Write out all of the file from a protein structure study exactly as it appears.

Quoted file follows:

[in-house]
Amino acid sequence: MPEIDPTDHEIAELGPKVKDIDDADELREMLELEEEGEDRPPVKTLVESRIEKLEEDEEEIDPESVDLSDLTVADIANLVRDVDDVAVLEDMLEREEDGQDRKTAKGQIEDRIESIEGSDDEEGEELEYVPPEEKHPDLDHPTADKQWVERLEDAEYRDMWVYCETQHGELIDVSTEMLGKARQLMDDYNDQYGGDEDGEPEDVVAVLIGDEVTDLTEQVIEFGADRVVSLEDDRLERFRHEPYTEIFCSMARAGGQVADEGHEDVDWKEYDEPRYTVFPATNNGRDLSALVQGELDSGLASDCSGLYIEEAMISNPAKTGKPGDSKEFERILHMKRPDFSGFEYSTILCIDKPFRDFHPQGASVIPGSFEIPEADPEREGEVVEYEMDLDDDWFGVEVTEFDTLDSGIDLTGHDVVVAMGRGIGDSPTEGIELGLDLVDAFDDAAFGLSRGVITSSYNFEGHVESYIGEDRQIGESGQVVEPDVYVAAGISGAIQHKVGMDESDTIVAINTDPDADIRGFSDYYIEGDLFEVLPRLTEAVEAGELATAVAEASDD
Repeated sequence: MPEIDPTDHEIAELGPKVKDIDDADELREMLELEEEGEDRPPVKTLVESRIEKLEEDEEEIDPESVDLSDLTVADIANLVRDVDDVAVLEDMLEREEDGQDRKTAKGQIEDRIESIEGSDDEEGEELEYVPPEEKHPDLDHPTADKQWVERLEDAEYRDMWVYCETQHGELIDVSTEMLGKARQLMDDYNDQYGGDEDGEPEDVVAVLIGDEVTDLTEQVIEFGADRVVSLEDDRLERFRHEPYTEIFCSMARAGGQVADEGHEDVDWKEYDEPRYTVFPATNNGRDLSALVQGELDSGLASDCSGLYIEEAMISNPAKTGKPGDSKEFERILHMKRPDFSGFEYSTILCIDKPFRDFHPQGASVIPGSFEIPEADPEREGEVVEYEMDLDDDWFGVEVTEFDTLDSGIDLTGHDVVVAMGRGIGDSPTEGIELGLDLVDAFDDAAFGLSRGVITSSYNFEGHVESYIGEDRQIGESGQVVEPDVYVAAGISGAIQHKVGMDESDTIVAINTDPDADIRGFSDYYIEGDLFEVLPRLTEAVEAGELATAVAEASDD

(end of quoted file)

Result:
[in-house]
Amino acid sequence: MPEIDPTDHEIAELGPKVKDIDDADELREMLELEEEGEDRPPVKTLVESRIEKLEEDEEEIDPESVDLSDLTVADIANLVRDVDDVAVLEDMLEREEDGQDRKTAKGQIEDRIESIEGSDDEEGEELEYVPPEEKHPDLDHPTADKQWVERLEDAEYRDMWVYCETQHGELIDVSTEMLGKARQLMDDYNDQYGGDEDGEPEDVVAVLIGDEVTDLTEQVIEFGADRVVSLEDDRLERFRHEPYTEIFCSMARAGGQVADEGHEDVDWKEYDEPRYTVFPATNNGRDLSALVQGELDSGLASDCSGLYIEEAMISNPAKTGKPGDSKEFERILHMKRPDFSGFEYSTILCIDKPFRDFHPQGASVIPGSFEIPEADPEREGEVVEYEMDLDDDWFGVEVTEFDTLDSGIDLTGHDVVVAMGRGIGDSPTEGIELGLDLVDAFDDAAFGLSRGVITSSYNFEGHVESYIGEDRQIGESGQVVEPDVYVAAGISGAIQHKVGMDESDTIVAINTDPDADIRGFSDYYIEGDLFEVLPRLTEAVEAGELATAVAEASDD
Repeated sequence: MPEIDPTDHEIAELGPKVKDIDDADELREMLELEEEGEDRPPVKTLVESRIEKLEEDEEEIDPESVDLSDLTVADIANLVRDVDDVAVLEDMLEREEDGQDRKTAKGQIEDRIESIEGSDDEEGEELEYVPPEEKHPDLDHPTADKQWVERLEDAEYRDMWVYCETQHGELIDVSTEMLGKARQLMDDYNDQYGGDEDGEPEDVVAVLIGDEVTDLTEQVIEFGADRVVSLEDDRLERFRHEPYTEIFCSMARAGGQVADEGHEDVDWKEYDEPRYTVFPATNNGRDLSALVQGELDSGLASDCSGLYIEEAMISNPAKTGKPGDSKEFERILHMKRPDFSGFEYSTILCIDKPFRDFHPQGASVIPGSFEIPEADPEREGEVVEYEMDLDDDWFGVEVTEFDTLDSGIDLTGHDVVVAMGRGIGDSPTEGIELGLDLVDAFDDAAFGLSRGVITSSYNFEGHVESYIGEDRQIGESGQVVEPDVYVAAGISGAIQHKVGMDESDTIVAINTDPDADIRGFSDYYIEGDLFEVLPRLTEAVEAGELATAVAEASDD